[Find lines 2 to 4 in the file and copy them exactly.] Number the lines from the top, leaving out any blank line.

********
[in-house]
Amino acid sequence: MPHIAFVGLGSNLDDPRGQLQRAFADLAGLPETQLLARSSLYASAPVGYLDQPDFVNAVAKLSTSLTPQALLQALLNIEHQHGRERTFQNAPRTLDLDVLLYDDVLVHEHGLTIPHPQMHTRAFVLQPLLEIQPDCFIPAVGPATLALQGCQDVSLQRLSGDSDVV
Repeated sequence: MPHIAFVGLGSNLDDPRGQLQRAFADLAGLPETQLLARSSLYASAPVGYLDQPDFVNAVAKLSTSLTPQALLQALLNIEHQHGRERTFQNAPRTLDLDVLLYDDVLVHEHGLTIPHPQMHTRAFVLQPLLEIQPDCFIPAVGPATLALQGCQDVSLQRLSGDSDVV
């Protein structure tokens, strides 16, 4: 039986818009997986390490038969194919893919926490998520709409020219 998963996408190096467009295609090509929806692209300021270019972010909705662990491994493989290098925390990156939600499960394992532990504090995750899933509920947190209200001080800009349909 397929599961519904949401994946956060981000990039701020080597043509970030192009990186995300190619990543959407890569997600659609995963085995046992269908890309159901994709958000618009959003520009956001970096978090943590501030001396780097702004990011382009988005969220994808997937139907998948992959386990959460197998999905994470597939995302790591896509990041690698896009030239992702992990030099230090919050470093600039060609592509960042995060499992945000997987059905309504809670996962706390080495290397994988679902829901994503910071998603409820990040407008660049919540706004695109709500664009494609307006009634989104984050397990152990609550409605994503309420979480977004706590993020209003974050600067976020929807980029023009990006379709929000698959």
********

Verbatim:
Amino acid sequence: MPHIAFVGLGSNLDDPRGQLQRAFADLAGLPETQLLARSSLYASAPVGYLDQPDFVNAVAKLSTSLTPQALLQALLNIEHQHGRERTFQNAPRTLDLDVLLYDDVLVHEHGLTIPHPQMHTRAFVLQPLLEIQPDCFIPAVGPATLALQGCQDVSLQRLSGDSDVV
Repeated sequence: MPHIAFVGLGSNLDDPRGQLQRAFADLAGLPETQLLARSSLYASAPVGYLDQPDFVNAVAKLSTSLTPQALLQALLNIEHQHGRERTFQNAPRTLDLDVLLYDDVLVHEHGLTIPHPQMHTRAFVLQPLLEIQPDCFIPAVGPATLALQGCQDVSLQRLSGDSDVV
């Protein structure tokens, strides 16, 4: 039986818009997986390490038969194919893919926490998520709409020219 998963996408190096467009295609090509929806692209300021270019972010909705662990491994493989290098925390990156939600499960394992532990504090995750899933509920947190209200001080800009349909 397929599961519904949401994946956060981000990039701020080597043509970030192009990186995300190619990543959407890569997600659609995963085995046992269908890309159901994709958000618009959003520009956001970096978090943590501030001396780097702004990011382009988005969220994808997937139907998948992959386990959460197998999905994470597939995302790591896509990041690698896009030239992702992990030099230090919050470093600039060609592509960042995060499992945000997987059905309504809670996962706390080495290397994988679902829901994503910071998603409820990040407008660049919540706004695109709500664009494609307006009634989104984050397990152990609550409605994503309420979480977004706590993020209003974050600067976020929807980029023009990006379709929000698959």